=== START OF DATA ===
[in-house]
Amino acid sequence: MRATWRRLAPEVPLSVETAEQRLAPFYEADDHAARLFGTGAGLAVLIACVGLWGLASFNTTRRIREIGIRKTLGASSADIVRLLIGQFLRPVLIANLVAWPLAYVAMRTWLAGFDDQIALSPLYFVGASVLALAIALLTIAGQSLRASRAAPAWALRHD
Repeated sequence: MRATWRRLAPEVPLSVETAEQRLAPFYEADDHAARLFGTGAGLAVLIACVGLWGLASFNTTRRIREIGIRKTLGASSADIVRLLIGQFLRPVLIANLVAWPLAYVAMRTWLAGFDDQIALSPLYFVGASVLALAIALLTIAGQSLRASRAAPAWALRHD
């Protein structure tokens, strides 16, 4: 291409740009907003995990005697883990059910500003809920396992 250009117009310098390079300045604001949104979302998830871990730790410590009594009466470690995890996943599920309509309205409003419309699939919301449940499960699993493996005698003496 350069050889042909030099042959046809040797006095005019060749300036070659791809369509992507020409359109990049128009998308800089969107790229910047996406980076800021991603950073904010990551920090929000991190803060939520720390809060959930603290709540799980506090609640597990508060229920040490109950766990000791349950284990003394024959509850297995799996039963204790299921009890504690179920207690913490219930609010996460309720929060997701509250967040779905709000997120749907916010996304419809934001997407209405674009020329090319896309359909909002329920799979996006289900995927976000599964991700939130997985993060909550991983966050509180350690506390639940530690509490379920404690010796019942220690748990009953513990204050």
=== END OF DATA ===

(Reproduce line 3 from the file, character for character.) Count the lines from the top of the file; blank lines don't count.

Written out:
Repeated sequence: MRATWRRLAPEVPLSVETAEQRLAPFYEADDHAARLFGTGAGLAVLIACVGLWGLASFNTTRRIREIGIRKTLGASSADIVRLLIGQFLRPVLIANLVAWPLAYVAMRTWLAGFDDQIALSPLYFVGASVLALAIALLTIAGQSLRASRAAPAWALRHD